Troye Sivan is another example of a successful musician whose origins stem from YouTube. Originally, the 20-year old uploaded videos of himself singing from a very young age, but after a few years, he started vlogging and putting more of his personality online, even coming out as gay to his subscribers in 2013. As of writing this review, those subscribers stand at 3,545,040.
He released his first EP – TRXYE – in 2013 which made it to #1 on iTunes in 55 countries, thanks to his already-established fan base. Though don’t be mistaken: Sivan is more than a YouTuber who got lucky, he’s a talented singer-songwriter who takes the art extremely seriously. Each song on new EP WILD is like a diary entry from Sivan and “every song stems from a real experience”. The tracks are filled with love in its many forms: conception, the thrills of lust and love, and eventually an empty space where love once was…
The chorus of children singing during “WILD” firmly situates the song in a particular period of life: childhood, full of ‘firsts’. Sivan explains it as a song “about being a bit tipsy, walking home at night from a club with someone you’ve maybe just met but you’re like, ‘Oh my god! They’re so hot!’ It’s that first thrill of flirting with someone and all of those very first emotions”.
Hormones are raging throughout the title track, and the frequent repetition of “wild” is a reference to the over-zealous hormones that accompany pubescent lust. If the listener thinks back to the first time that they were so overcome with this emotion, a time when they “never knew lovin’ could hurt this good”, it’ll make this 4-minute experience really soak in.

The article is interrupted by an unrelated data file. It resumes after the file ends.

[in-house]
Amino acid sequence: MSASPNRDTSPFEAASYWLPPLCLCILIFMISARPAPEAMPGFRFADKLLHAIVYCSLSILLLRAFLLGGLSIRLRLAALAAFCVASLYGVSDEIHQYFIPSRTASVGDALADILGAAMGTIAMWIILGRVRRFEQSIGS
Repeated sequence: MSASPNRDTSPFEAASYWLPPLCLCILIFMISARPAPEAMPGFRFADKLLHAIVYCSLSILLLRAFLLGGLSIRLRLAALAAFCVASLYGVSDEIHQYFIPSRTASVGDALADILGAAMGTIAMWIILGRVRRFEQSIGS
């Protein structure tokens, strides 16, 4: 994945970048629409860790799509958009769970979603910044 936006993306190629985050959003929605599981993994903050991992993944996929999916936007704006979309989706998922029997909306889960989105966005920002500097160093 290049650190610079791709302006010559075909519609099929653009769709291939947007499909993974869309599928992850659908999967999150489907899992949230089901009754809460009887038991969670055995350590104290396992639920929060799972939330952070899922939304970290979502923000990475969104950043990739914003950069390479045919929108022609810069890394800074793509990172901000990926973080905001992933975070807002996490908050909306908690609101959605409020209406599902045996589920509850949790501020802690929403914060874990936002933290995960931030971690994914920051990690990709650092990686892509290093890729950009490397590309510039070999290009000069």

“BITE” begins with vocals only, which smoothly leads to various electronic sounds and a grand piano softly accompanying. Sivan sings: “Kiss me on the mouth and set me free / But please don’t bite” in a non-aggressive, calm tone. A different type of innocence threads itself through this track; the lyric leads me to think that Sivan wants to experience love/passion, but is conscious of getting hurt. The recurring bass provides a much more sensual tone than “WILD”. A line I wish to mention just because it’s sweet is: “You can coax the cold right out of me / Drape me in your warmth”, it makes me imagine the scenes with Sivan wrapped around someone else in the music video for “WILD”.
“FOOLS” sees Sivan listing a hypothetical future – “I see swimming pools and living rooms and aeroplanes / I see a little house on the hill and children’s names…” – that will never materialise due to incompatibility. A deep longing courses through the track as he states that “only fools fall for you”, but he’s aware that he’s the fool. The piano makes an appearance again, and the track is melancholic in tone.
Compared to the previous tracks, a faster drumbeat leads us into “EASE” and Sivan is noticeably singing faster. He’s grown from the child in “WILD” and, after experiencing all that he has, wants to be taken “back to the basics and the simple life”. This is a lonely, longing tune, yet it encourages a head bopping if not a full-body boogie.
“THE QUIET” is a break-up song but hey, break-ups tend to follow even euphoric, wild love. Lyrics like: “I’d rather have broken bones than feel myself turn to stone” and “Say anything / Anything hurts less than the quiet” are so powerful. Sometimes you just need closure; sometimes you need to feel something as opposed to nothing at all. Every single lyric in this song is beautiful.
The final track, “DKLA” (an acronym for Don’t Keep Love Around, one can assume from the lyrics), begins with the sound of rain plus a synthesiser and it’s a full 27 seconds before Sivan sings. The instruments are quiet besides the occasional jitter; most of the energy from the first few pieces have been replaced with quiet contemplation.
It’s easy to visualise Sivan’s character growing as each track plays: he gets wiser, scars accumulate, and the light in his eyes dim. The EP begins with an innocent longing free of complications, but that tone isn’t maintained, just like real-life love. WILD was released on September 4 via Universal Music and can be purchased and streamed here.
Words by Shanade McConney